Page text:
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Outlook: It would seem unlikely to have sustainably higher stock market valuations until the retail investor participates in a meaningful way. On this point I have discouraging news.

Five Stages of Investor Grief: Over the past peak to trough stock market cycle, retail investors have experienced the 5 stages of grief.

The first stage is denial. This occurred when the stock market “rolled over” in late 2007. This was followed by Anger—a result of their broker telling them to “hang in there” during the initial “downward leg” from early ’08 to late ’08. Bargaining came in the closing month of ’08 when it appeared the market was making an attempt at rallying. Unfortunately, Depression set in as the market further plunged to its cyclical trough in March of ’09. By mid-’09 retail investors had “thrown-in the towel” accepting that they’d lost their retirement savings by investing in a rigged equity market.

Why is This Important? It’s taken the retail investor about a year of a steady climb in stock prices to begin inching their way back into the market. Twice in the past three weeks they have seen the stock market decline greater than 3% in a single day. It has set them “back on their heels”. This recent “1”, “2” punch will likely have the effect of setting the retail investor back 3 to 9 months of again getting comfortable with the stock market.

Implications: The implications of this “set-back” are twofold: 1) the stock market will remain volatile with a lack of participation by retail investors acting as a stabilizer; 2) large-cap, dividend oriented stocks will likely be the entry point.

Dividend ETFs: The three largest ETFs by average daily trading that focus on dividend paying stocks are: Vanguard Dividend Appreciation ETF (VIG) yielding 2.0%, iShare Dow Jones Select Dividend Index Fund (DVY) yielding 3.9% and SPDR S&P Dividend ETF (SDY) yielding 3.3%.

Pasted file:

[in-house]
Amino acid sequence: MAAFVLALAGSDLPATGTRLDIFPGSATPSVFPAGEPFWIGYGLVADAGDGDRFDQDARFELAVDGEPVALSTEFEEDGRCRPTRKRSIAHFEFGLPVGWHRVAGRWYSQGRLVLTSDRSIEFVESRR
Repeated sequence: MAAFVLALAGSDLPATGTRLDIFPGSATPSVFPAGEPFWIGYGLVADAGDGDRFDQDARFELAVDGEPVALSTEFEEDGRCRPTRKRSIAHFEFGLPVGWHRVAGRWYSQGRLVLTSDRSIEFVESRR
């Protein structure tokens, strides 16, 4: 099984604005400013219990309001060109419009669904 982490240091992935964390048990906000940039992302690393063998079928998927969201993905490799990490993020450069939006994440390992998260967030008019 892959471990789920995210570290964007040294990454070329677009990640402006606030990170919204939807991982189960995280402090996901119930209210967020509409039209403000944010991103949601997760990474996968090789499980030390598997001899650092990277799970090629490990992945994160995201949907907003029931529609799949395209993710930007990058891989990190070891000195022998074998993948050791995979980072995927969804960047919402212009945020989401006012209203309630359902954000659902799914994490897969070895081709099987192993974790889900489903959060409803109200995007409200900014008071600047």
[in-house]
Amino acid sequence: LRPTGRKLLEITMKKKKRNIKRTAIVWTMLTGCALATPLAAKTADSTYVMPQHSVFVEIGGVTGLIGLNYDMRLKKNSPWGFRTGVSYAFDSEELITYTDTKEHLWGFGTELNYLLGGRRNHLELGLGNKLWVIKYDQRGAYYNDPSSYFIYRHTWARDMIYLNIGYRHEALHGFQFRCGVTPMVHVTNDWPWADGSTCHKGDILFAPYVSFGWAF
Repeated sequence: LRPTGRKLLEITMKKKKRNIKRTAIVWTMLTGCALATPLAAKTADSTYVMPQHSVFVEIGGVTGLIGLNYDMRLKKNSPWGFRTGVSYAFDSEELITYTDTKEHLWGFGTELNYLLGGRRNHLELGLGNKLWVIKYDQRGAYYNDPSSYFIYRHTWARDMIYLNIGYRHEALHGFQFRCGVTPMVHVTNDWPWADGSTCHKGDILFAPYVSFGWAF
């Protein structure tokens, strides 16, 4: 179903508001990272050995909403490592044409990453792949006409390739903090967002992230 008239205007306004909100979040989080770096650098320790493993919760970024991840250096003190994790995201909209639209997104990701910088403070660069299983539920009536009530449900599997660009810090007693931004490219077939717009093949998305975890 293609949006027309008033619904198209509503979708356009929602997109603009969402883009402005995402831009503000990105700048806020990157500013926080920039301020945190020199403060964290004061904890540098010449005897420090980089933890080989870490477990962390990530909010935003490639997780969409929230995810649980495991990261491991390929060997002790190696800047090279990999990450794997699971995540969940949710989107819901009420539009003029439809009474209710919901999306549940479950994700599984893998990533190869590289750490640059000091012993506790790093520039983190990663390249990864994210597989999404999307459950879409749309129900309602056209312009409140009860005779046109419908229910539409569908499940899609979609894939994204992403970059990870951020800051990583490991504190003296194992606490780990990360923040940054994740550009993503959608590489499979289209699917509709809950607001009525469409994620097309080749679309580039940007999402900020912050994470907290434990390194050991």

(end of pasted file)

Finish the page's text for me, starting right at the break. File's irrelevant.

CEF Weekly Review: The 13 closed-end fund (CEF) types on average posted a 4.3% decrease for the week ending 5/21/10. The high-low spread was -6.4% vs. 3.5% the previous week. On an aggregate, unweighted basis the weekly average price change for the 500 plus CEFs was down 3.5%.

The PowerShares CEF Income Composite (PCEF), an ETF that invests in taxable income CEFs, slumped 6.0% for the week as retail investors got “wacked” with breath-taking market declines for the second time in three weeks. The S&P 500 sank 4.2% for the week crossing over to a 2.5% decline YTD.

(Click here [1] for YTD CEF Performance. The table is based on a smaller CEF sample size as all the data fields are not available for the CEF universe.)

The Eqcome CEF Fear Index intensified considerably as retail investors sold off the group. The average price decline was 3.5% versus a 1.5% decrease in the NAV. The CBOE Volatility Index (VIX), which typically moves inversely with the stock market—but is more a measurement of volatility based on stock options’ premiums—swung back to over 40 advancing 28% for the week. It’s likely the VIX will stay in the 30 to 40 range in the immediate future until the credit and economic cross currents are sorted out.

The S&P 500 average daily trading volume was up 17.7% to 6.8 billion shares compared to the previous week reflecting option expirations on Thursday. Volume picked up as the stock market started to slide on Tuesday. “Shorts” covering their winnings on Friday provided fuel for its triple digit advance.

CEF Weekly Fund Type Performance: A typical funds type pattern emerged during a sharp stock market retreat. Fixed-income outperformed equities fund types. However this was a case of less bad as the average of all fund price change declined. The only fund type that seemed not to perform as might be expected was LoanPartFnds. (See “CEF Winners and Losers” below)

The PrcNAVSprds[*] which typically move in the direction of stock prices again for the third week in a row strictly adhered to the rule. The average price of all fund types declined greater than their NAV’s. Where the spread was the largest indicates that prices changed greater than NAVs. Most of the largest spreads typically occurred in fund types where there was the greatest investor fear as in the case of HiYldBndFnds (2.9%) and OtherFnds (2.7%); or, in the case of LoanPartFnds, a function of week-to-week price swing.